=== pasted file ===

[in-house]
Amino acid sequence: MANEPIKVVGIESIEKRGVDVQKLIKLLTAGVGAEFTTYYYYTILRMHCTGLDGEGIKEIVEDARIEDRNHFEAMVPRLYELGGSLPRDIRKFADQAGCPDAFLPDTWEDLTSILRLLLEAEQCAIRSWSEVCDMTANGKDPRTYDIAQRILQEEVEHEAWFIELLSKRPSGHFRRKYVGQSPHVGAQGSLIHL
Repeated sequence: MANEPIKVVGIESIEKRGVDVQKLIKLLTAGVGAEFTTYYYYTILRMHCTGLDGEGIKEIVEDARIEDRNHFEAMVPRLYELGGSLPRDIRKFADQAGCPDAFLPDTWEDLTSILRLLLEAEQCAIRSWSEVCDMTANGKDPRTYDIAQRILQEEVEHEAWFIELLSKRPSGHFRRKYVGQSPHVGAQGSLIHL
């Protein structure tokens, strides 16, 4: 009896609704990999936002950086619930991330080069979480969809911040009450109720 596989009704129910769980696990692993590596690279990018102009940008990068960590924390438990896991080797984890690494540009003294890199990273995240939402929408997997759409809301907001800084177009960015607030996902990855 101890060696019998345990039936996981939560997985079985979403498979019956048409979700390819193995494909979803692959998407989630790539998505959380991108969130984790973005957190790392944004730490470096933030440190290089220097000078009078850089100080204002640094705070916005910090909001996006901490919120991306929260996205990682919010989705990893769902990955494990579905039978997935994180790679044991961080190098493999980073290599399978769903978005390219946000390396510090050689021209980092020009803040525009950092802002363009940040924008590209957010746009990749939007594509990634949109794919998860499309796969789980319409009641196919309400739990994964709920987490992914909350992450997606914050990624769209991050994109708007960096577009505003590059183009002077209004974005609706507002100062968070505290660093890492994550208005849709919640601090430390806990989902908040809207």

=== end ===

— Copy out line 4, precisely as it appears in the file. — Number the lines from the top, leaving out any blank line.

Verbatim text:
């Protein structure tokens, strides 16, 4: 009896609704990999936002950086619930991330080069979480969809911040009450109720 596989009704129910769980696990692993590596690279990018102009940008990068960590924390438990896991080797984890690494540009003294890199990273995240939402929408997997759409809301907001800084177009960015607030996902990855 101890060696019998345990039936996981939560997985079985979403498979019956048409979700390819193995494909979803692959998407989630790539998505959380991108969130984790973005957190790392944004730490470096933030440190290089220097000078009078850089100080204002640094705070916005910090909001996006901490919120991306929260996205990682919010989705990893769902990955494990579905039978997935994180790679044991961080190098493999980073290599399978769903978005390219946000390396510090050689021209980092020009803040525009950092802002363009940040924008590209957010746009990749939007594509990634949109794919998860499309796969789980319409009641196919309400739990994964709920987490992914909350992450997606914050990624769209991050994109708007960096577009505003590059183009002077209004974005609706507002100062968070505290660093890492994550208005849709919640601090430390806990989902908040809207």